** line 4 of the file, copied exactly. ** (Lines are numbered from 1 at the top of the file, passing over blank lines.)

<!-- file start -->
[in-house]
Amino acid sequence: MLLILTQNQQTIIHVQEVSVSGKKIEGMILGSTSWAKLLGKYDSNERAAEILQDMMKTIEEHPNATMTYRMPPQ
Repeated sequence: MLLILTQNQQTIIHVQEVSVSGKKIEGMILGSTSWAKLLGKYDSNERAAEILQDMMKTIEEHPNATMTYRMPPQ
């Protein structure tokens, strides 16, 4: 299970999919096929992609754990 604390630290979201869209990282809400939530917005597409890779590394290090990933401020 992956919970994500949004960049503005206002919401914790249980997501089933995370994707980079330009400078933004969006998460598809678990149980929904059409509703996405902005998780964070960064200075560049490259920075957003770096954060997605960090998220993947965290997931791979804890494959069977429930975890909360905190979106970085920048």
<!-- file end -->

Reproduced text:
């Protein structure tokens, strides 16, 4: 299970999919096929992609754990 604390630290979201869209990282809400939530917005597409890779590394290090990933401020 992956919970994500949004960049503005206002919401914790249980997501089933995370994707980079330009400078933004969006998460598809678990149980929904059409509703996405902005998780964070960064200075560049490259920075957003770096954060997605960090998220993947965290997931791979804890494959069977429930975890909360905190979106970085920048």